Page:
|By Lawrence Goodman|
In celebration of the centennial of the John Hay Library, we asked the archivists there to tell us about some of the more unusual objects that have managed to enter the collection over the years.
Here are some of their nominees:
NAPOLEON DEATH MASK Although
he insisted this not be done, the doctors at Bonaparte's death bed in
1821 used wax and plaster to create a mold of the deceased's face. It
was then transported to England, where it was copied and sold for
profit. Over the decades it found its way to Paul Bullard, class of
1897, an avid collector of printed caricatures and satires of Napoleon.
CIVIL WAR-ERA REVOLVER A few years ago, a faculty member stumbled upon this in the archives and decided to go outside and test it out. Fortunately, it was not loaded.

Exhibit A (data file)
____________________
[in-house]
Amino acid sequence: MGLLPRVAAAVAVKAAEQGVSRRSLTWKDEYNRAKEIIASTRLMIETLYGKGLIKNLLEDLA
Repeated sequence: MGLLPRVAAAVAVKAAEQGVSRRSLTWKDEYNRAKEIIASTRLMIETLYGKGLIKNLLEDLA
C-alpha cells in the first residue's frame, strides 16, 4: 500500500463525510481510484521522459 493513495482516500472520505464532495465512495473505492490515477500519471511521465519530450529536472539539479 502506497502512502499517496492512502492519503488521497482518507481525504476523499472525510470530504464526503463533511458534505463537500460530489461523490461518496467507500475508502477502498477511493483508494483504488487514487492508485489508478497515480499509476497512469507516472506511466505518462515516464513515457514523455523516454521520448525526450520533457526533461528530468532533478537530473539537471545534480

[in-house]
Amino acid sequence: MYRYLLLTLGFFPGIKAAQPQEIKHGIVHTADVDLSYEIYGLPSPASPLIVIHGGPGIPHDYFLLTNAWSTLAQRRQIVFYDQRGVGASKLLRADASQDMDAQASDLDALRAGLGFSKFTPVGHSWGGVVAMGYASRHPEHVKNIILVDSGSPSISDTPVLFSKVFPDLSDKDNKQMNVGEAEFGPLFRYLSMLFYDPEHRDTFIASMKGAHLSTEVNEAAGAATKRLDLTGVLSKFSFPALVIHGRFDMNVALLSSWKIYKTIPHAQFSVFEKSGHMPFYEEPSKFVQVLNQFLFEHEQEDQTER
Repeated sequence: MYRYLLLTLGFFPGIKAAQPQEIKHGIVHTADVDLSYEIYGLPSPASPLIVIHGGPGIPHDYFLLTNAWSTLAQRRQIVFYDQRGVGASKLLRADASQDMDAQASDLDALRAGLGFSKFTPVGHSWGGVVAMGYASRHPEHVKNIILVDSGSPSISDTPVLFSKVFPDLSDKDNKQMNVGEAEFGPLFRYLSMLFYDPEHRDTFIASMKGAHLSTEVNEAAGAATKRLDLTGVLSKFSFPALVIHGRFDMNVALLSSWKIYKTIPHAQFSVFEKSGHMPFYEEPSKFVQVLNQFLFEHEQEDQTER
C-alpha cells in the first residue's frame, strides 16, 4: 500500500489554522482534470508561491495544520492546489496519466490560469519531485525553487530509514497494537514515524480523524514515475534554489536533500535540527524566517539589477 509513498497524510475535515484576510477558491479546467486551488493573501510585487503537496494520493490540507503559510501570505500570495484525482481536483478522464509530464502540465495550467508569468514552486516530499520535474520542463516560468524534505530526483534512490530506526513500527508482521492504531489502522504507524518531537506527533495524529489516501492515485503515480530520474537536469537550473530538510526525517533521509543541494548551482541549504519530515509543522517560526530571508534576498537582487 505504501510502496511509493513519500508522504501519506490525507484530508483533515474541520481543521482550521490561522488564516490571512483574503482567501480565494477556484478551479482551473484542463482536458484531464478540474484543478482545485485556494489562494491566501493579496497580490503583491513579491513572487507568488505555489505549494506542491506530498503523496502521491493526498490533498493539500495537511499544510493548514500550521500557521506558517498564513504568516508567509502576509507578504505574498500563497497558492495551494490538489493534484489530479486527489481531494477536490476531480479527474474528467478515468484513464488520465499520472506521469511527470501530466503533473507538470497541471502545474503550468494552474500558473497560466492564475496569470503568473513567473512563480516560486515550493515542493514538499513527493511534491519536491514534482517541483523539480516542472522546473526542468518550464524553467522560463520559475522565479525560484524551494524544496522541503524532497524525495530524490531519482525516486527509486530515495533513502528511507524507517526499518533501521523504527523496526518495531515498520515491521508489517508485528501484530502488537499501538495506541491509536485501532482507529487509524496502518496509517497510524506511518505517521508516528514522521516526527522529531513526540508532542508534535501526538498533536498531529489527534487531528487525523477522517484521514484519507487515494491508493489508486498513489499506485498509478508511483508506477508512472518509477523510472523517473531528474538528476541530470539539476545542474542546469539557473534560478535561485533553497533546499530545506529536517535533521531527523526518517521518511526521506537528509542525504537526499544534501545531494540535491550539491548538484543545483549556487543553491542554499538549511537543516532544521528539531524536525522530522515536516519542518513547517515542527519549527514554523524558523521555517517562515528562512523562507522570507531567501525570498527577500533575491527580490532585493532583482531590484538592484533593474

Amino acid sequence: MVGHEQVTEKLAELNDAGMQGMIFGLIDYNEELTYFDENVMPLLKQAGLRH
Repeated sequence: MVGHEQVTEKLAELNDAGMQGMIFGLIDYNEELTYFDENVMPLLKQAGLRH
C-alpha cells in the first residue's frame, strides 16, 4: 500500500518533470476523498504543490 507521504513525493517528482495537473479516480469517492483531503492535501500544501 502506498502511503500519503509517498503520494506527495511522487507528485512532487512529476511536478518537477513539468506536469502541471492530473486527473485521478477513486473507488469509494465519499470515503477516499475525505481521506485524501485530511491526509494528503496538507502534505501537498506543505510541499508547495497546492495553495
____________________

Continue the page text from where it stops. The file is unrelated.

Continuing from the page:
WOMEN'S PLATFORM SHOES from
the 1940s. With a red leather exterior and snakeskin inserts, these
were donated by Arlene Rome Ten Eyck, a member of the illustrious Ten
Eyck clan, whose lineage in this country goes back to the 1600s. The
bequest was fitting (pun intended) because the patriarch of the family,
Patriarch Coenradt Ten Eyck, was a shoemaker.
UNOPENED WINE BOTTLE given to New Yorker humor writer S. J. Perelman '25. It's believed to have been a gift to Perelman on his birthday in 1966 from New Yorker
cartoonist Saul Steinberg, though the label is cryptic: "For Sid /
Happy Birthday / Saul / Feb 77 / STEINBERG / 1966." In any case, the
vintage was clearly not to Perelman's liking, as he never drank it.
MUMMIFIED CROCODILE Among the Koopman Collection's 5,000 first editions, rare books, manuscripts, and drawings dating back to the fifteenth century you will also find this crocodile. About the size of a shoe box, its teeth remain fully intact.
Photos by Frank Mullin